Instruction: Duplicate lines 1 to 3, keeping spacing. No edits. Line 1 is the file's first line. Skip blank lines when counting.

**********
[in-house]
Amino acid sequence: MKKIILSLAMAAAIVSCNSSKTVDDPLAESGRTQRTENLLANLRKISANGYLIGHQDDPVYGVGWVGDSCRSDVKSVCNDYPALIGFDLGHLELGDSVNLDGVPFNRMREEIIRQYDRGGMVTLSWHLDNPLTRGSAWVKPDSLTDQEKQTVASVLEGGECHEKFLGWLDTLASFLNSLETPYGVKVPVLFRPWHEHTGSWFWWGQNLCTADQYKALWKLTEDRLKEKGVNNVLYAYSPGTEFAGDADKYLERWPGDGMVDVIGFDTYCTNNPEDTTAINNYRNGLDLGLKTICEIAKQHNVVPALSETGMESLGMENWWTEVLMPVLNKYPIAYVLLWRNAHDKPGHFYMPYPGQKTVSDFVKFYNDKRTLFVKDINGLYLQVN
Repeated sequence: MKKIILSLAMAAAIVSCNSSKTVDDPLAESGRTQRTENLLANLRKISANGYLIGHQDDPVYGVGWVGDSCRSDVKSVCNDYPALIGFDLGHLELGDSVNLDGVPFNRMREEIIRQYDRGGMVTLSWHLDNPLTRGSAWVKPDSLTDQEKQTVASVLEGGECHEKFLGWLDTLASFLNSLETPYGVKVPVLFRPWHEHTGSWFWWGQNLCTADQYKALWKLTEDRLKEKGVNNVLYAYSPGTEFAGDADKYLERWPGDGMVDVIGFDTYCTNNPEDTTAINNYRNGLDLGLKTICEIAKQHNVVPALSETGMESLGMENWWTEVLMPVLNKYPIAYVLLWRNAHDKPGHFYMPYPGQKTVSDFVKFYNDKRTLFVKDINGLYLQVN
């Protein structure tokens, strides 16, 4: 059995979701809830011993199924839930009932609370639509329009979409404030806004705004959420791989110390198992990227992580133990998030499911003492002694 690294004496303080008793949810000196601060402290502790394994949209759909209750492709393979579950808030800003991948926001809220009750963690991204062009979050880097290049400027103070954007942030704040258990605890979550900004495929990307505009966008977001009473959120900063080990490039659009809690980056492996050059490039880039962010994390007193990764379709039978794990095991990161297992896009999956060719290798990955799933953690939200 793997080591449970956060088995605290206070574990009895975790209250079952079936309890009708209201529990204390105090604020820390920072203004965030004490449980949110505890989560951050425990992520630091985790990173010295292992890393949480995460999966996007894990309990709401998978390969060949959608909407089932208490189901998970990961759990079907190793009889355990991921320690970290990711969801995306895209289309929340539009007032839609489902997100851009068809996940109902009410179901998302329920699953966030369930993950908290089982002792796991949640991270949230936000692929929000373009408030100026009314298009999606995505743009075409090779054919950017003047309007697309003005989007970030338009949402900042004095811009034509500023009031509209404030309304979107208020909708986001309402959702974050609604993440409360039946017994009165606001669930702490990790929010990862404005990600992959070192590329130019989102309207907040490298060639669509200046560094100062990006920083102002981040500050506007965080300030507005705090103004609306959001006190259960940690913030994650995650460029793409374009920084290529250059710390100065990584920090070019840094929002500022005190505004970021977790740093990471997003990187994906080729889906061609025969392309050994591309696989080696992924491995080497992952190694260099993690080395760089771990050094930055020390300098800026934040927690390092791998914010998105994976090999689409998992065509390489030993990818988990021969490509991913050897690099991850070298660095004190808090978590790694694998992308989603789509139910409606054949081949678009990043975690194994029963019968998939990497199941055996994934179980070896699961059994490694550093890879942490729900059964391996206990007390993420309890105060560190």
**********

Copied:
[in-house]
Amino acid sequence: MKKIILSLAMAAAIVSCNSSKTVDDPLAESGRTQRTENLLANLRKISANGYLIGHQDDPVYGVGWVGDSCRSDVKSVCNDYPALIGFDLGHLELGDSVNLDGVPFNRMREEIIRQYDRGGMVTLSWHLDNPLTRGSAWVKPDSLTDQEKQTVASVLEGGECHEKFLGWLDTLASFLNSLETPYGVKVPVLFRPWHEHTGSWFWWGQNLCTADQYKALWKLTEDRLKEKGVNNVLYAYSPGTEFAGDADKYLERWPGDGMVDVIGFDTYCTNNPEDTTAINNYRNGLDLGLKTICEIAKQHNVVPALSETGMESLGMENWWTEVLMPVLNKYPIAYVLLWRNAHDKPGHFYMPYPGQKTVSDFVKFYNDKRTLFVKDINGLYLQVN
Repeated sequence: MKKIILSLAMAAAIVSCNSSKTVDDPLAESGRTQRTENLLANLRKISANGYLIGHQDDPVYGVGWVGDSCRSDVKSVCNDYPALIGFDLGHLELGDSVNLDGVPFNRMREEIIRQYDRGGMVTLSWHLDNPLTRGSAWVKPDSLTDQEKQTVASVLEGGECHEKFLGWLDTLASFLNSLETPYGVKVPVLFRPWHEHTGSWFWWGQNLCTADQYKALWKLTEDRLKEKGVNNVLYAYSPGTEFAGDADKYLERWPGDGMVDVIGFDTYCTNNPEDTTAINNYRNGLDLGLKTICEIAKQHNVVPALSETGMESLGMENWWTEVLMPVLNKYPIAYVLLWRNAHDKPGHFYMPYPGQKTVSDFVKFYNDKRTLFVKDINGLYLQVN